Maya Lin is returning to Washington DC for the first time in more than 25 years. Her exhibit titled “Systematic Landscapes” opened at the Corcoran last Saturday and will run until July 12.
Maya describes herself as an architect, an artist and a creator of monuments. She was a 21 year old architecture student at Yale student when her blind entry submission, one of 1,400, was chosen as the design winner for the Vietnam Veterans Memorial.
The committee that chose her entry as the winner was composed of 8 men, none had Vietnam experience but all were professional artists or architects.
“Soon after Lin's concept was approved by the appropriate government agencies, a group of veterans began to protest the design. Their leader called the wall a "black gash of shame" and said it was insulting to the memory of those who had died. They wanted a traditional white marble sculpture featuring figures of soldiers. This group even attacked Lin herself with sexist and racist slurs. The debate over the memorial — which mirrored the larger issue of unresolved national pain lingering from the war era and the treatment and dire circumstances of many of its veterans — raged for almost a year, with veterans, writers, artists, and the public weighing in with their opinions. A compromise was finally reached: a traditional monument would be installed near the entrance of the site to the memorial wall.” (from http://www.gale.cengage.com/free_resources/whm/bio/lin_m.htm”)
What is incredible to me about this woman, this artist is her continued growth and creative vision. As a Yale student her submission and vision for the Vietnam Veterans Memorial was attacked and vilified. She was assailed as someone who could not possibly understand the American point of view. I am amazed that she did not crumble and give up her dreams.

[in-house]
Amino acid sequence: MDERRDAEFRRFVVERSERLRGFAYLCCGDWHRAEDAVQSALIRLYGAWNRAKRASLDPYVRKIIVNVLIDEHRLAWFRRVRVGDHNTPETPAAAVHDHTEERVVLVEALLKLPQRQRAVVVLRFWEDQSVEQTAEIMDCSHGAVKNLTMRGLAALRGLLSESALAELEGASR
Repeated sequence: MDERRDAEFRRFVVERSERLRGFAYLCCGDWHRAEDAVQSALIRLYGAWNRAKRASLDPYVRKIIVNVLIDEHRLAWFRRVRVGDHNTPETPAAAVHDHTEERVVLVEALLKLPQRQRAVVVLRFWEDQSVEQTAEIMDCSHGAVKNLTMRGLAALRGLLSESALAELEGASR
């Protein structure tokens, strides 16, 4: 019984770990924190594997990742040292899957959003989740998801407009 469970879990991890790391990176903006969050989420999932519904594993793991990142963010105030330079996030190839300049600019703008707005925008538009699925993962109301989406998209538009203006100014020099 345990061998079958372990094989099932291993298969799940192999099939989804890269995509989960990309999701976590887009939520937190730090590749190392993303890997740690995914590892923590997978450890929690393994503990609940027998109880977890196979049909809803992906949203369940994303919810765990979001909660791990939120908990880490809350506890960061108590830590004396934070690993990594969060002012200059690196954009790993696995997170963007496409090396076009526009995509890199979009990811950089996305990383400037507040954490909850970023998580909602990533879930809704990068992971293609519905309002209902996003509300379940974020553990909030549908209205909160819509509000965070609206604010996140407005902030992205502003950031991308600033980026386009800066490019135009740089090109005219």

She defended her vision for the Vietnam Memorial throughout years it took from submission to dedication. What person in their 20’s has it in them to be able to do that? Of course, the Vietnam Memorial is now the most visited memorial in DC and brings up so much emotion for those who visit it.
This is what I wish I could bottle and study; the strength of character and sense of self it took for her to continue and create and achieve despite all the initial criticism. Her art continues to touch us to our core and to expand our thought process and frankly to surprise us. A documentary about this artist, “Maya Lin: A Strong Clear Vision” won the 1995 Academy Award for Best Documentary.
The “Systematic Landscapes” exhibit opened at the Henry Art Gallery in Seattle in 2006. It is finally reaching Washington, D.C. From what I have read she is going to make sure she gets it just right, in this, the city of her birth as an artist. I am definitely going to make it to the Corcoran before the exhibit closes.
Here is a video of the exhibit:
Here is a short interview: